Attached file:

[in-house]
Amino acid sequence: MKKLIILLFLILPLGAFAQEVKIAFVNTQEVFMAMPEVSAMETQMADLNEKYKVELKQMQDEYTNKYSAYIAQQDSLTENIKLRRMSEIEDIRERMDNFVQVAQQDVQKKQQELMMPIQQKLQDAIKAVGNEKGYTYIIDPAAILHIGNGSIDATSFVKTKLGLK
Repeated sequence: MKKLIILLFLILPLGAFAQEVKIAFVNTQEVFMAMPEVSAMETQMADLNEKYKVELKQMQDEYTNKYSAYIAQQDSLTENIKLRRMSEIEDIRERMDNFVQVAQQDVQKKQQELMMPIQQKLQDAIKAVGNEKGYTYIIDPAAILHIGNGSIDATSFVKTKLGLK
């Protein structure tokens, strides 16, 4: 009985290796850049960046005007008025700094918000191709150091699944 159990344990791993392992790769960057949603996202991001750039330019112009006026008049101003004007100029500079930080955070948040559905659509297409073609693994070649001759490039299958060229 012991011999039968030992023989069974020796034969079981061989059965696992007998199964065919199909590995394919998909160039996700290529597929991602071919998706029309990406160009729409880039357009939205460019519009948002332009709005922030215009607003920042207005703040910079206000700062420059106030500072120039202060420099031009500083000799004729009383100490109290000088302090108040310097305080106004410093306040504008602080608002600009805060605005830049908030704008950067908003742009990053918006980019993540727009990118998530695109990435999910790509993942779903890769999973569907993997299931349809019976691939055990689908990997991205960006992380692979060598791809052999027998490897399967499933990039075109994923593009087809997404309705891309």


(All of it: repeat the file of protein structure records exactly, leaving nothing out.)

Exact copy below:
[in-house]
Amino acid sequence: MKKLIILLFLILPLGAFAQEVKIAFVNTQEVFMAMPEVSAMETQMADLNEKYKVELKQMQDEYTNKYSAYIAQQDSLTENIKLRRMSEIEDIRERMDNFVQVAQQDVQKKQQELMMPIQQKLQDAIKAVGNEKGYTYIIDPAAILHIGNGSIDATSFVKTKLGLK
Repeated sequence: MKKLIILLFLILPLGAFAQEVKIAFVNTQEVFMAMPEVSAMETQMADLNEKYKVELKQMQDEYTNKYSAYIAQQDSLTENIKLRRMSEIEDIRERMDNFVQVAQQDVQKKQQELMMPIQQKLQDAIKAVGNEKGYTYIIDPAAILHIGNGSIDATSFVKTKLGLK
């Protein structure tokens, strides 16, 4: 009985290796850049960046005007008025700094918000191709150091699944 159990344990791993392992790769960057949603996202991001750039330019112009006026008049101003004007100029500079930080955070948040559905659509297409073609693994070649001759490039299958060229 012991011999039968030992023989069974020796034969079981061989059965696992007998199964065919199909590995394919998909160039996700290529597929991602071919998706029309990406160009729409880039357009939205460019519009948002332009709005922030215009607003920042207005703040910079206000700062420059106030500072120039202060420099031009500083000799004729009383100490109290000088302090108040310097305080106004410093306040504008602080608002600009805060605005830049908030704008950067908003742009990053918006980019993540727009990118998530695109990435999910790509993942779903890769999973569907993997299931349809019976691939055990689908990997991205960006992380692979060598791809052999027998490897399967499933990039075109994923593009087809997404309705891309």